Garbage. Apple isn’t selling this data. When an app requires you to sign up to use it, they can match your email address with data that has already been collected for it. If you use Facebook or Google to create an account they really got you.  Look at the privacy settings in iOS. There is one for iTunes Media library. It says these apps have requested access to your media library.  For any apps that have requested and been granted access are possible culprits.  

    Totally illogical to think a company with 260B in annual sales would sell its users data for a few million. For app developers it could be a lot of money. And there are lots of apps that are just guises to collect their users data. Apple requires them to ask the user for it. But how many read fine ? and if they even did, it’s always vague and ambiguous. Last, if Apple were selling user data, how would that not get out ? Tim Cook and others would be tossed in prison for defrauding customers and investors. It would be a layup since Apple uses its stance on privacy to  benefit from more sales and higher stock price. 
    appledevStrangeDayswatto_cobra
  • Reply 14 of 16
    Just FYI: Written a TON of Apple software.

    The Media Library requires that the user give explicit permission for the app to access the user library.

    I’ve written apps that do exactly that. The code is open source, and I could show you exactly how it’s done.

    If the user refuses the request, the app can’t access the library.

    The app also needs to register with the operating system as requesting this permission.

    Read all about it: https://developer.apple.com/documentation/medialibrary

    If the user grants this permission, then the app can do what it likes with the data. However, expect it to be checked for things like exporting it by the App Reviewers. That said, it wouldn’t be too difficult for unscrupulous developers to find ways to get the data out of the sandbox.

    Someone mentioned that it could be that Pandora either sold its DB, or had it purloined. That sounds likely.

    These people are not-so-bright.

    edited May 26 StrangeDayswatto_cobra
  • Reply 15 of 16
    croprcropr Posts: 944member

    Call me crazy, but yeah.  It's not that I don't think a corporation would sell information on the side and not really tell you about it, or like Google make claims that privacy matters but sell your stuff anyway.  But I don't believe Apple would brazenly advertise privacy as a core commitment and an advantage over their competitors while selling my info on the sly.  Plus, it doesn't really make sense for Apple.  It doesn't help their business model at all and in fact would kill their reputation.  They couldn't make enough money from it to put all that at risk.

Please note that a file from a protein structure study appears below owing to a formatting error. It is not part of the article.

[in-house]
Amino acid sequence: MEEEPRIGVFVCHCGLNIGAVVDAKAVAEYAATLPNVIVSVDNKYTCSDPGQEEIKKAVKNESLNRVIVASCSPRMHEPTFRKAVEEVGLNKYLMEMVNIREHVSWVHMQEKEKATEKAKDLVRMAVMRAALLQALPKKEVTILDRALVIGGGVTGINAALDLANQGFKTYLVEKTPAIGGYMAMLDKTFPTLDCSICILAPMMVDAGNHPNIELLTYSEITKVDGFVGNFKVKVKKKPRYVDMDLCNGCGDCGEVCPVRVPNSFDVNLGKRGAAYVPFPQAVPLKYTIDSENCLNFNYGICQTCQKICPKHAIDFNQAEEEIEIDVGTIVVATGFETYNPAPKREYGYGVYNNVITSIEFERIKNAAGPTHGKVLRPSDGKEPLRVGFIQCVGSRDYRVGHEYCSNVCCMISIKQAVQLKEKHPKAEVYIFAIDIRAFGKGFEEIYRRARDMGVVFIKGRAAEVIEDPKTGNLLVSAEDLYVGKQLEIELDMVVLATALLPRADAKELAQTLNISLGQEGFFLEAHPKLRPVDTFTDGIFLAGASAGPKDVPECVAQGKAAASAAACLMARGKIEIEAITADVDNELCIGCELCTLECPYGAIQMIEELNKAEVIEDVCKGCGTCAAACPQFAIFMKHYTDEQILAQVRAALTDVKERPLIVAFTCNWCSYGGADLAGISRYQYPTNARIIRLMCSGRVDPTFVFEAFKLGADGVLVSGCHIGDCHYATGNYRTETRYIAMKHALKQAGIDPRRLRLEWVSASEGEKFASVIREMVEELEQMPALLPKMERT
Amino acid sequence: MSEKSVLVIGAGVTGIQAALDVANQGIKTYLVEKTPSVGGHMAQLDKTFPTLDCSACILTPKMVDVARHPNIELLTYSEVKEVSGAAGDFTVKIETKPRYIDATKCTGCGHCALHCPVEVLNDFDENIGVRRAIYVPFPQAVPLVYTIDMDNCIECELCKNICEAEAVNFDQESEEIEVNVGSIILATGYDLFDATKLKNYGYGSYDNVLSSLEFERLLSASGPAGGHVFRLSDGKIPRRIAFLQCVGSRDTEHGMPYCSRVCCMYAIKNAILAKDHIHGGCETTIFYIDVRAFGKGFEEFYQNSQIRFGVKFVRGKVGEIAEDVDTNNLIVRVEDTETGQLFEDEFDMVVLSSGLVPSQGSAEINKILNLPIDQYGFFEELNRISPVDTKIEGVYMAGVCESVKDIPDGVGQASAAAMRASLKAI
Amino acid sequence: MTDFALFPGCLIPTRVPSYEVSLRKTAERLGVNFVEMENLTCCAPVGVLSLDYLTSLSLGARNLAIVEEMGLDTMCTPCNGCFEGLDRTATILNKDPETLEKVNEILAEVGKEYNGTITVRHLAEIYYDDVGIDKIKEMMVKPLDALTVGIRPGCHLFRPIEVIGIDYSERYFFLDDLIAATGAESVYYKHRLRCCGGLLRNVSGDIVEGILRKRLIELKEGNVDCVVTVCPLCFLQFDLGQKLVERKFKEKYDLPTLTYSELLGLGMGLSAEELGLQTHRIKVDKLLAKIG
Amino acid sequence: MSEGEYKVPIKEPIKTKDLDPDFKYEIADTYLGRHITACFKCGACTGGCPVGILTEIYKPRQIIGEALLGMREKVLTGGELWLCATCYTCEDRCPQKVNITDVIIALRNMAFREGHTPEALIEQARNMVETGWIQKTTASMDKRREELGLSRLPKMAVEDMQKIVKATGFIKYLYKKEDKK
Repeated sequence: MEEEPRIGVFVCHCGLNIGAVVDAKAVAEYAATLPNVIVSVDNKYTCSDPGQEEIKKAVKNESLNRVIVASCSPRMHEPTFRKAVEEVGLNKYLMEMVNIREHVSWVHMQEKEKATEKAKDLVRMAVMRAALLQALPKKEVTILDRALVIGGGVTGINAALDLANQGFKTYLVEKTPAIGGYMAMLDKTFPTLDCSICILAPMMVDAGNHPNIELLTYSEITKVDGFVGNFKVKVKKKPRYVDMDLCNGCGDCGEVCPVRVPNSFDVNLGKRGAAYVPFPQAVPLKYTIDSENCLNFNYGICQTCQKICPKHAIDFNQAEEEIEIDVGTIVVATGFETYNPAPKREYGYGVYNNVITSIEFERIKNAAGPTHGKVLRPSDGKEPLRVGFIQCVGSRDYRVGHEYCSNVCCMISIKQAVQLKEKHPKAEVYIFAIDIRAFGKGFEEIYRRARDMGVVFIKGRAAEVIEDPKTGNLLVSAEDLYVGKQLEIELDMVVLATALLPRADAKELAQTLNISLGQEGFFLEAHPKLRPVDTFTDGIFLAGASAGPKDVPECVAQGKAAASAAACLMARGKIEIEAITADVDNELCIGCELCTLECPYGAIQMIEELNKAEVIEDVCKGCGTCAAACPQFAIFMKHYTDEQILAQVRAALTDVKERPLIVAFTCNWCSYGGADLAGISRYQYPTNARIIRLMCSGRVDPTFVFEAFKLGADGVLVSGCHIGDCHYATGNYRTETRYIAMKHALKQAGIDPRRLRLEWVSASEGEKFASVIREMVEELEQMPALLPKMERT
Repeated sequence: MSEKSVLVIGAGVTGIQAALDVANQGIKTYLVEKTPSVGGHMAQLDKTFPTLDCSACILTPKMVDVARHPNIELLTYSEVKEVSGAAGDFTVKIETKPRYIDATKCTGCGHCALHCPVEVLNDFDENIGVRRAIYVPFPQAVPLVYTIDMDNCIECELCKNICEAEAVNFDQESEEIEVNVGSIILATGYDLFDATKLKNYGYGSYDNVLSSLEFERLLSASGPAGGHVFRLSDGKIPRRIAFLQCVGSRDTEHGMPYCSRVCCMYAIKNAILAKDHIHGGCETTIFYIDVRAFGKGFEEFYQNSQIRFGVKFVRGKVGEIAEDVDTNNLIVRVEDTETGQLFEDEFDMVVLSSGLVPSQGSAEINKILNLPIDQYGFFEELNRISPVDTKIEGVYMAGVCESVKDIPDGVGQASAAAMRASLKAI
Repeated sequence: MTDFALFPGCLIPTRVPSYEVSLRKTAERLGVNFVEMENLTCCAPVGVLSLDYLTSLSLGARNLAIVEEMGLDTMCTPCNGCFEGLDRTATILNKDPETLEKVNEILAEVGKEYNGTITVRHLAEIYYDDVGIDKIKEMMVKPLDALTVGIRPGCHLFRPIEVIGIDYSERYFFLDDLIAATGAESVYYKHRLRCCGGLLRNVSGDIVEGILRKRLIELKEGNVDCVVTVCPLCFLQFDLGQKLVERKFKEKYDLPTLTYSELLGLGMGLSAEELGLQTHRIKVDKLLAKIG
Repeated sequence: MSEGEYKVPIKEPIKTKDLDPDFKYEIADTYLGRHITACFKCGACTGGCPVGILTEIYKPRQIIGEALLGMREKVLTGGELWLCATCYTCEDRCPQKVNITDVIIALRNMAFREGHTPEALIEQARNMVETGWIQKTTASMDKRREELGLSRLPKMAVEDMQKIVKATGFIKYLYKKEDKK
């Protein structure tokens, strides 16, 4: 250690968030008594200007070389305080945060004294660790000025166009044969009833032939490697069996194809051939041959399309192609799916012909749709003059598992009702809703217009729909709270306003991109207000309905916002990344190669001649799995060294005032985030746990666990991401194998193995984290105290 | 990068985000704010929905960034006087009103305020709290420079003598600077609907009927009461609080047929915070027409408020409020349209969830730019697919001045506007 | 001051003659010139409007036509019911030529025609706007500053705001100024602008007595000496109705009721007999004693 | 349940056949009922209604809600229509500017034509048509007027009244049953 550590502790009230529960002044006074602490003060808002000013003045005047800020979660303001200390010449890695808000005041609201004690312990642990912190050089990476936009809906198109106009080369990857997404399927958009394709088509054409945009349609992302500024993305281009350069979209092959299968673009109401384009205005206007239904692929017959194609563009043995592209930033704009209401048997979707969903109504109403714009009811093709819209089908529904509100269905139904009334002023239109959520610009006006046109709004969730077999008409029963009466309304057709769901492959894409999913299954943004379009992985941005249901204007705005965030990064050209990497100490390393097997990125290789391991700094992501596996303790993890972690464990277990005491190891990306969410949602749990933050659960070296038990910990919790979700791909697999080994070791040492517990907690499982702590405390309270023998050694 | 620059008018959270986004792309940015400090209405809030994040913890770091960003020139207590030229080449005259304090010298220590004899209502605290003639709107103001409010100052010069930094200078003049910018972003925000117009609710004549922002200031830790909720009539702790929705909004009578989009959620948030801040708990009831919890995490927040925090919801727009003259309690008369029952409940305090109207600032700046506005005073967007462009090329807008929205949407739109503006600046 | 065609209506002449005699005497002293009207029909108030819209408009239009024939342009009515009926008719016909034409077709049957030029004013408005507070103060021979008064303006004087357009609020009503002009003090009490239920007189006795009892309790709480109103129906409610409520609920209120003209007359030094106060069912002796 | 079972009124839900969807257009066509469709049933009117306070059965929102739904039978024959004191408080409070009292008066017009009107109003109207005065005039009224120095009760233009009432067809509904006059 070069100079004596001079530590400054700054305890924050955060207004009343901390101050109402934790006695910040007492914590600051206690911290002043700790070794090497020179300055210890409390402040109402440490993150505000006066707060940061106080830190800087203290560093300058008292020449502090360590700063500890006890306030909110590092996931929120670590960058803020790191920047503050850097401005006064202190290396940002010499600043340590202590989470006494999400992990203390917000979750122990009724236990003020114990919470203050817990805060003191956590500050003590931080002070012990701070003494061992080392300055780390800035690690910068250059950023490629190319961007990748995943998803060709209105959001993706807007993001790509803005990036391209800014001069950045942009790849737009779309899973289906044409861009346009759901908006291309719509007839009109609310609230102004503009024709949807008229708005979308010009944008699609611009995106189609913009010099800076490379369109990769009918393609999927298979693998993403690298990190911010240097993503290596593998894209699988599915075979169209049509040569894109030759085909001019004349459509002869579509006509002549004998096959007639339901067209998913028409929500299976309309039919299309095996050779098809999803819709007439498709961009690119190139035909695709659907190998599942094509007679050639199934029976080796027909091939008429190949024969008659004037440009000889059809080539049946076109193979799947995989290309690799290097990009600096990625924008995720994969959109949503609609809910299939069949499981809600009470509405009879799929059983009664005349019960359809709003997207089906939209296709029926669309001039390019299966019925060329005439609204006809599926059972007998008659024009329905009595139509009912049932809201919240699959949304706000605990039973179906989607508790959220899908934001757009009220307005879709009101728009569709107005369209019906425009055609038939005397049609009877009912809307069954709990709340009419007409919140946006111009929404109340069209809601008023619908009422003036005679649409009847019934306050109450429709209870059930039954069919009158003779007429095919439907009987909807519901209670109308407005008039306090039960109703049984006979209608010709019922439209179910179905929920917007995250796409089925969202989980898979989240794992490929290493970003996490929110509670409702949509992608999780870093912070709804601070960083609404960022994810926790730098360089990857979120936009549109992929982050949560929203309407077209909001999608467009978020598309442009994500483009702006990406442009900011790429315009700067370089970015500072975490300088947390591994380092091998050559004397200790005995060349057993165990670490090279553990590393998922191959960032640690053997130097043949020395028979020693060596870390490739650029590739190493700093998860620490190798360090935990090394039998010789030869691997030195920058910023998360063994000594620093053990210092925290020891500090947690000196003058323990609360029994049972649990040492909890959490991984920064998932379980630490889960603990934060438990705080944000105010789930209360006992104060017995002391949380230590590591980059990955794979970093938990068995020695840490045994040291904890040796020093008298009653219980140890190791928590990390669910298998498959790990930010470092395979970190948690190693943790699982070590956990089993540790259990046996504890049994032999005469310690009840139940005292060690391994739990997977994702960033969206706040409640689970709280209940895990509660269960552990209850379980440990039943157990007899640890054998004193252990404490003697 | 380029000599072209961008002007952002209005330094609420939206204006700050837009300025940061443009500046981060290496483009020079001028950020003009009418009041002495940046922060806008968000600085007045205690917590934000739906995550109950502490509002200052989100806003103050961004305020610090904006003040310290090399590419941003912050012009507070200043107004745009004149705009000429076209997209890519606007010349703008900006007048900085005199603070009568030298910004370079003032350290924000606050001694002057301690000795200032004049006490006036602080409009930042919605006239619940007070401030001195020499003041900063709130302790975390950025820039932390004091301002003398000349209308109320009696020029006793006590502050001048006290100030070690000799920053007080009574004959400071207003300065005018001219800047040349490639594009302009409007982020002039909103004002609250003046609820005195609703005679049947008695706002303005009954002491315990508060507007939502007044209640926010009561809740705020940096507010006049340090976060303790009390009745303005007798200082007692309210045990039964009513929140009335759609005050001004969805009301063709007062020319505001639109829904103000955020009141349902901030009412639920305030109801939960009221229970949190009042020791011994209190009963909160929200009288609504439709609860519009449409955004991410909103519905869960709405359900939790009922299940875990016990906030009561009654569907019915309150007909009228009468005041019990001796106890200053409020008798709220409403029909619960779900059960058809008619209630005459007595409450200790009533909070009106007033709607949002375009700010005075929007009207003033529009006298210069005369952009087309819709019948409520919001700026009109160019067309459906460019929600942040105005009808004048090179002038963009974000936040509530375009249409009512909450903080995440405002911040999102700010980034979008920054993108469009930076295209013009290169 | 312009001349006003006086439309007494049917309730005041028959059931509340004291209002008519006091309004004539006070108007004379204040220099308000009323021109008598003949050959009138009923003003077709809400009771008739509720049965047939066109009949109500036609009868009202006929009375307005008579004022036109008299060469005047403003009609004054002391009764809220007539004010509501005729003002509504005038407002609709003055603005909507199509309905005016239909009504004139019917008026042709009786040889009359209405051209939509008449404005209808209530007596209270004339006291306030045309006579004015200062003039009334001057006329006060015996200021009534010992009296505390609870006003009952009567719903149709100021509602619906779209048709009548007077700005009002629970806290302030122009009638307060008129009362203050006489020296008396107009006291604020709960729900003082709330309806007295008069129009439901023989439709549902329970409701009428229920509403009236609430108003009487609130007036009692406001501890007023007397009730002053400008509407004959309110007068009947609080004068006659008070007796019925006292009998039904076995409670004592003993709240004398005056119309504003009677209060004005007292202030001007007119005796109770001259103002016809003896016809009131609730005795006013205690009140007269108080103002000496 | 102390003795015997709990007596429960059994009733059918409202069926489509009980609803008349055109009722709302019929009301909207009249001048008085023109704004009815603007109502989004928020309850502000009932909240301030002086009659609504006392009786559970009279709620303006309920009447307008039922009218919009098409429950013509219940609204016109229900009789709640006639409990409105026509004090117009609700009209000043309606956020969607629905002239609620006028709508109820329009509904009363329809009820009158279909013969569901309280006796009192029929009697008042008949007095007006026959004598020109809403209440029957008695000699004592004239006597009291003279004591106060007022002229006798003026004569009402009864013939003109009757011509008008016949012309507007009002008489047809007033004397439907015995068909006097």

Google does not sell your data.  Google sells an advertisement service where your data is being used, but your data is never exposed outside of Google.  I've done several ad campaigns with Google and I never got hold of the details of the persons who viewed or clicked the ad.  It would not make sense for Google to sell the data if their whole business is built around it.  Nobody sells its crown jewels.

    I do believe that Apple is not selling and exposing your personal details to anyone else. Also here, it would not make sense. But the marketing story Apple is sending out is slightly misleading.  Any app developer can collect an enormous amount of data, even without asking personal details.   You would be surprised if you would see how much personal data can be obtained just from tracking the IP address of your device.  You can pay a visit the site of e.g. Maxmind who sells IP address related information to companies.  If an app has a legitimate reason to ask for your e-mail address or your personal coordinates, then this opens up a whole lot of possibilities for the app developer without violating the app store guidelines
    edited May 26 appledev
  • Reply 16 of 16
    wormeywormey Posts: 1member
    This is the tip of the iceberg.  Wait till you find out how Apple's board of directors conspired with Clinton and Obama to spy on the Trump campaign.

    https://utbblogs.com/apple-public-private-position-privacy